Sunday, April 23, 2017

Movie Musings: The Fate of the Furious



***Cross-posted from SuperversiveSF.com***

On one level, The Fate of the Furious is the easiest movie to review:
1. Great fun
2. Leave your brain (especially the part that understands physics) at home

And now, folks, your seat belts (HA!) because I will try to make this post deep. How deep? Glad you asked. I’m going to take the recent discussion of what qualifies as superversive fiction and apply it to this movie. If you’re rolling on the floor in fits of laughter, I don’t blame you. But stick with me here. Just because something is lowbrow, doesn’t mean it can’t be superversive, at least in part. And if we can see superversive elements in this piece of schlock, maybe they would become easier to identify elsewhere. Thus, let the experiment begin!

Aspiring/Inspiring. Our heroes are far from being role models, that’s for sure. But are they reaching for something higher? Are they attempting to improve the world, what little of it is in their control? The opening segment includes a prolonged drag-racing sequence that ends with Dom Toretto acting with both generosity and honor towards a person who really deserves neither. Much later, when the villainess questions why Dom seemingly rewarded the man who tried to kill him, the response is, “I changed him.” Does it work like that in real life? Probably not. Thugs don’t choose to join the side of light because of one event, not commonly anyway. Is it possible? Yes, I suppose it is. Is it something we’d like to occasionally see in our art? Absolutely.

Virtuous. I can see how this requirement can be viewed as problematic at first glance, but we need to remember that superversive heroes don’t need to be perfect. They do, however, need to know right from wrong, and more importantly, the story itself must be clear on the matter. An advantage of a well crafted dumb action movie is that the central conflict is very clear. The good guys are… maybe not all that good, not all of them, but they are working for a good cause. And the villainess Cipher, played with obvious delight by Charlize Theron, is as cold and vicious as they come. Her purported justification sounds vaguely noble from throwing around words like “accountability,” but at no point are we sympathetic or thinking, “Well, she’s kind of right…” Nope. Not even close. In this story, shades of gray are non-existent.

Heroic. This one is easy. Unlike in some of the other entries in F&F franchise, the protagonists’ motives here are mostly pure: family, loyalty, honor and oh yeah, saving the world. There is revenge mixed in for some, and an opportunity for a second chance for others. In particular, Deckard (Jason Statham), a villain from one of the previous films, is at first hard to accept as one of the good guys, but he does redeem himself in one of the more spectacular and absurd scenes in a movie that’s full of them. In the end, they all rise to the occasion and do what they must to fight evil, no matter the cost. Additionally, in what to me is the stand-out moment of the movie, Letty bets her life, without hesitation, for a chance to reach and save her husband who appears to have gone rogue. It plays much better if you know the history of these characters, but it’s powerful in either case.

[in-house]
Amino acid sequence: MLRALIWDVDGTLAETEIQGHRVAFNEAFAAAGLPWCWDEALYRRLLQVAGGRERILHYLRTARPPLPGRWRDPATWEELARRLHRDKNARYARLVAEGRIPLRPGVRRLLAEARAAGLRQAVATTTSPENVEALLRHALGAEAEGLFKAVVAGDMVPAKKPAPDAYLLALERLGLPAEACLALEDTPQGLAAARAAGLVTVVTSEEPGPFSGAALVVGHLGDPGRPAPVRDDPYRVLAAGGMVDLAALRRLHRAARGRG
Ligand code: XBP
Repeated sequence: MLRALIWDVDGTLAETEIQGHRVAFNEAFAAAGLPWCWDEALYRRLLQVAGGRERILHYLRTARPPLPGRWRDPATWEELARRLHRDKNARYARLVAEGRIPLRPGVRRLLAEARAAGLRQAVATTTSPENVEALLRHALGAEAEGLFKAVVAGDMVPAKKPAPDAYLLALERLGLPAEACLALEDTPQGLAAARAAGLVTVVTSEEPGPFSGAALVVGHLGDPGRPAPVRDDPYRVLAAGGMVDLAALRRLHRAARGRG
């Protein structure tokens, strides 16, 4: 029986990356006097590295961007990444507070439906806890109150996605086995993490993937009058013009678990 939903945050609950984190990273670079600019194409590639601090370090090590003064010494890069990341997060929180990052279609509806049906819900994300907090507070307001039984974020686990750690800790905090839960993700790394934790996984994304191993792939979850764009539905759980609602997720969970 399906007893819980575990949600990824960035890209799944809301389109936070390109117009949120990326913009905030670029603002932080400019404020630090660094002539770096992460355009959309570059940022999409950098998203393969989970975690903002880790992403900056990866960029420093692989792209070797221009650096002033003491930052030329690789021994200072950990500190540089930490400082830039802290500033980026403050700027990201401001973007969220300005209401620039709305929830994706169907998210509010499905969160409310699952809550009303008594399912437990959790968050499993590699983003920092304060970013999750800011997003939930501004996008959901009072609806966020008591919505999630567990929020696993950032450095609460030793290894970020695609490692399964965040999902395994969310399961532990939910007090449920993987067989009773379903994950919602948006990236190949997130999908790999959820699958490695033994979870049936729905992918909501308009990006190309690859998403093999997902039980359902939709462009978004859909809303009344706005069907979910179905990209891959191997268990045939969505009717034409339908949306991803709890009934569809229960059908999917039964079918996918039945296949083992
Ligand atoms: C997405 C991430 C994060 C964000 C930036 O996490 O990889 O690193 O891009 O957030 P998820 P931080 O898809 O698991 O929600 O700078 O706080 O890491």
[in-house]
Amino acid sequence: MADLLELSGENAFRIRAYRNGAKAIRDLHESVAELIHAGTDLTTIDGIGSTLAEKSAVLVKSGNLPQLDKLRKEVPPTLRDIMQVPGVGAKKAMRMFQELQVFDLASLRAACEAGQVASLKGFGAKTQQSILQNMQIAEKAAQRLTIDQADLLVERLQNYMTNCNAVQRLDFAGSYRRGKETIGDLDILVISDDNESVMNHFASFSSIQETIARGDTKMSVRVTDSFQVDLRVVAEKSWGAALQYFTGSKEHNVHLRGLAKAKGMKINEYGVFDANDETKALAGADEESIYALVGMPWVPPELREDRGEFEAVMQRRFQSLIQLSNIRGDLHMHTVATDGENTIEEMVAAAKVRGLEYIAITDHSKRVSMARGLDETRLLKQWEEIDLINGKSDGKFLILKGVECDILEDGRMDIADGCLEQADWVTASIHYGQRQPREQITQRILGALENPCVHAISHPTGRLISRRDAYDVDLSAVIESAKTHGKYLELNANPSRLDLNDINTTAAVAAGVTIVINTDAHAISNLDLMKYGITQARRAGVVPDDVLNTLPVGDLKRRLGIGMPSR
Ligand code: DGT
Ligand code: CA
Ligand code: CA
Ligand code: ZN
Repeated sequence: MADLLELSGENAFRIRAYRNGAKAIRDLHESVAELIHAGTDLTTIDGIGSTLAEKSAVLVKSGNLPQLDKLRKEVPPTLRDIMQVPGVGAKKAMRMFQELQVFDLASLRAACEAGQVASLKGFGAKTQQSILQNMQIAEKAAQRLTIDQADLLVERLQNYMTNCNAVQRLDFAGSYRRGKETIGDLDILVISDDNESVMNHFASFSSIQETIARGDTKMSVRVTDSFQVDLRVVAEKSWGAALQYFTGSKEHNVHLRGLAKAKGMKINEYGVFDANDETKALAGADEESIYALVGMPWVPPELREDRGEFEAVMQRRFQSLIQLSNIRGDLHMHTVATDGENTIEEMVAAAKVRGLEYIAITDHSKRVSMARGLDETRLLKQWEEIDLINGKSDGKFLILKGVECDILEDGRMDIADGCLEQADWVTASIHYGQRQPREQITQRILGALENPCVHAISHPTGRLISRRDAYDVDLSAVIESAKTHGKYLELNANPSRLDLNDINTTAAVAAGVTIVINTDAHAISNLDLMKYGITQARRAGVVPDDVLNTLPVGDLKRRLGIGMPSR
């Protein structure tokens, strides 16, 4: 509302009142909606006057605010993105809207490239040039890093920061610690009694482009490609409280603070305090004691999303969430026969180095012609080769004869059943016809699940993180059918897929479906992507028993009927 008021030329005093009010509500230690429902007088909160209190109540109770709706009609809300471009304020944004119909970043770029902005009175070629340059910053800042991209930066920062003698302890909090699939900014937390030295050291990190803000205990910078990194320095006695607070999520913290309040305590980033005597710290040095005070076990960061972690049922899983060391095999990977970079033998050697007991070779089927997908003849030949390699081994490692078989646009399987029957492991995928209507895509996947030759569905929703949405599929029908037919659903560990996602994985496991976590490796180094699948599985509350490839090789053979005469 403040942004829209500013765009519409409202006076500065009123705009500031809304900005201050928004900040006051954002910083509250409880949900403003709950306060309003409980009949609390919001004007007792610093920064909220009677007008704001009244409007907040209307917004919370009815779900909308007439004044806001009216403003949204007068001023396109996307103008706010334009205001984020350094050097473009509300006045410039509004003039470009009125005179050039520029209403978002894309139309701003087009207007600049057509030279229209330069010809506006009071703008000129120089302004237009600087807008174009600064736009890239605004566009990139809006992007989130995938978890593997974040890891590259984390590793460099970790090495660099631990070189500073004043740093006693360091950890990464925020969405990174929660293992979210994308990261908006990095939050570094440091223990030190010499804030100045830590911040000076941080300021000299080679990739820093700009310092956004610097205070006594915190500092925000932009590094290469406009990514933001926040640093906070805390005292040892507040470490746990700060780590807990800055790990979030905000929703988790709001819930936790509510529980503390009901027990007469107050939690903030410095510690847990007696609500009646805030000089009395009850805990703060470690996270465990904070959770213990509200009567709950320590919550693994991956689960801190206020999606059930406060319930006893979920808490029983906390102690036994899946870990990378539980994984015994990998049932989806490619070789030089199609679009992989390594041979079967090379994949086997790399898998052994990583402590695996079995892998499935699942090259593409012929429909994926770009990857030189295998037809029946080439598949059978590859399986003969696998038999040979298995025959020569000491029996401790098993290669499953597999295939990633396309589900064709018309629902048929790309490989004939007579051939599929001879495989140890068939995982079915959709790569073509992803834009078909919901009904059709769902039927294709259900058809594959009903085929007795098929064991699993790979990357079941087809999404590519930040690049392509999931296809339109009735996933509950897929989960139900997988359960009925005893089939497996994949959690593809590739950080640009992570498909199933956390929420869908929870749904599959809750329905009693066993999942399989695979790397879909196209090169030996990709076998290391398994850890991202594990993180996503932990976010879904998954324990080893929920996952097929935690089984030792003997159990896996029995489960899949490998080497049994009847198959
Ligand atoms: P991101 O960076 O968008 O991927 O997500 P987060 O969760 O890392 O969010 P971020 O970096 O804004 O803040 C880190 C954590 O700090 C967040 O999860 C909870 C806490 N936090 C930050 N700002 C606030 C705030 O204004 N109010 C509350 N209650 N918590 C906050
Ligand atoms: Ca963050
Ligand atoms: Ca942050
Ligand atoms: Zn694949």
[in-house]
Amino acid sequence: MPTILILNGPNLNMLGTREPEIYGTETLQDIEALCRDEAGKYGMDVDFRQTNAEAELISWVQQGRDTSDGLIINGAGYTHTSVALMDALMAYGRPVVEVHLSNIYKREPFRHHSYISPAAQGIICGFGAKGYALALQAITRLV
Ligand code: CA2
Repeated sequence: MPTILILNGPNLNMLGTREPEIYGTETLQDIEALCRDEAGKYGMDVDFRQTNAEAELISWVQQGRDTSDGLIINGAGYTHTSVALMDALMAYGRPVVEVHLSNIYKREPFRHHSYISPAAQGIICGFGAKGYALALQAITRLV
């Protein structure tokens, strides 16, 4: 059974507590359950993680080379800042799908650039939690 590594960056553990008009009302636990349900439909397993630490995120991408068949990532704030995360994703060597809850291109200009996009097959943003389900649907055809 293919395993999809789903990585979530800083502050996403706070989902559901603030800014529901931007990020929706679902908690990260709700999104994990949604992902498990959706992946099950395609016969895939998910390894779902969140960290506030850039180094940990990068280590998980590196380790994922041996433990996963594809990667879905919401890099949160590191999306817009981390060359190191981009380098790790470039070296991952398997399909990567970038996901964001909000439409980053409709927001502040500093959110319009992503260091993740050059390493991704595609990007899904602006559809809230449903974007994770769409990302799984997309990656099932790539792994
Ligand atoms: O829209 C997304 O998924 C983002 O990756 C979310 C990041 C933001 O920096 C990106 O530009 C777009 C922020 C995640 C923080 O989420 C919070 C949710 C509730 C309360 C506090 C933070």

Decisive. Again, easy, as per requirements of the genre. The protagonists don’t have time to agonize over their choices, in part because there aren’t too many. Saving the world is a non-negotiable goal. While there are heart-breaking scenes, we see not a hint of the modern “why me?” angst that has infected even many of the superhero movies. They hurt and they grieve, but never stop moving towards the goal.

Non-subversive. You’d think a movie in a franchise built around essentially glorifying outlaws would be subversive by definition. Not so. This entry in particular has a villainess whose main intent is destruction of the current order, but there’s even more than that. In one of the obligatory Villain Exposition scenes, she’s intent on convincing Dom Toretto, the man who values family and faith, that he is wrong in his priorities. It’s not enough for her to use Dom’s skills. She has a need to destroy who he is, to prove that his life has no meaning, and by extension, no one’s life has meaning. This is an important point. If life is of no value, if family, faith and honor are but an illusion, then mass murder is a perfectly acceptable stepping stone to one’s goals. The villainess is a nearly perfect embodiment of subversion. She would not, in fact, be out of place in an old-fashioned fairly tale, from the time before our culture has developed a need to understand, justify, and sympathize with villains rather than to advocate and celebrate their unconditional defeat.